Although trademarks abound, the law limits the subjects that may fall into one of the defined categories. Not every word or shape or symbol will be protected in an infringement action. To qualify for protection, a trademark must be used to identify and distinguish. The courts employ a four-part test: (1) Is the mark so arbitrary and fanciful that it merits the widest protection? (2) Is it “suggestive” enough to warrant protection without proof of secondary meaning? (3) Is it “descriptive,” warranting protection if secondary meaning is proved? (4) Is the mark generic and thus unprotectable?
These tests do not have mechanical answers; they call for judgment. Some marks are wholly fanciful, clearly identify origin of goods, and distinguish them from others—Kodak, for example. Other marks may not be so arbitrary but may nevertheless be distinctive, either when adopted or as a result of advertising—for example, Crest, as the name of a toothpaste.
Marks that are merely descriptive of the product are entitled to protection only if it can be shown that the mark has acquired secondary meaning. This term reflects a process of identification on the mark in the public mind with the originator of the product. Holiday Inn was initially deemed too descriptive: an inn where people might go on holiday. But over time, travelers came to identify the source of the Great Sign and the name Holiday Inn as the Holiday Inn Corporation in Memphis, and secondary meaning was granted. Holiday Inn could thus protect its mark against other innkeepers, hoteliers, and such; however, the trademark protection for the words Holiday Inn was limited to the corporation’s hotel and motel business, and no other.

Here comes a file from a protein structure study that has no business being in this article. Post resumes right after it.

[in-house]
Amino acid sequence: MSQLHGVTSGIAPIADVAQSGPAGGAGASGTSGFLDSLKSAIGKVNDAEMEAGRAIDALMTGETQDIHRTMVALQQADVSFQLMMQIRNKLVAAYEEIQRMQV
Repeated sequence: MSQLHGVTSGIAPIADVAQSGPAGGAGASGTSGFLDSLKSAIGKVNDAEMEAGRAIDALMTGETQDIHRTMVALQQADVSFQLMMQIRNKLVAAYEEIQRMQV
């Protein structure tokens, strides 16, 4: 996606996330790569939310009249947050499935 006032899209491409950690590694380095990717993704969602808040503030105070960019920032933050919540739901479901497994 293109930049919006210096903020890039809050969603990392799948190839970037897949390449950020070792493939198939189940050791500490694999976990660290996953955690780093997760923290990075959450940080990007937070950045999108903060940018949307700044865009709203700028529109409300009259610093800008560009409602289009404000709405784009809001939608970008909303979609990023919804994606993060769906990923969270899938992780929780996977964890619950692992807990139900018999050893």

Certain words and phrases may not qualify at all for trademark protection. These include generic terms like “straw broom” (for a broom made of straw) and ordinary words like “fast food.” In one case, a federal appeals court held that the word “Lite” is generic and cannot be protected by a beer manufacturer to describe a low-calorie brew. 1Donald Trump’s effort to trademark “You’re fired!” and Paris Hilton’s desire to trademark “That’s hot!” were also dismissed as being generic.
Deceptive words will not be accepted for registration. Thus the US Patent and Trademark Office (PTO) denied registration to the word Vynahydebecause it suggested that the plastic material to which it was applied came from animal skin. Geographic terms are descriptive words and may not be used as protected trademarks unless they have acquired a secondary meaning, such as Hershey when used for chocolates. (Hershey’s chocolates are made in Hershey, Pennsylvania.) A design that reflects a common style cannot be protected in a trademark to exclude other similar designs in the same tradition. Thus the courts have ruled that a silverware pattern that is a “functional feature” of the “baroque style” does not qualify for trademark protection. Finally, the Lanham Act denies federal registration to certain marks that fall within categories of words and shapes, including the following: the flag; the name, portrait, or signature of any living person without consent, or of a deceased US president during the lifetime of his widow; and immoral, deceptive, or scandalous matter (in an earlier era, the phrase “Bubby Trap” for brassieres was denied registration).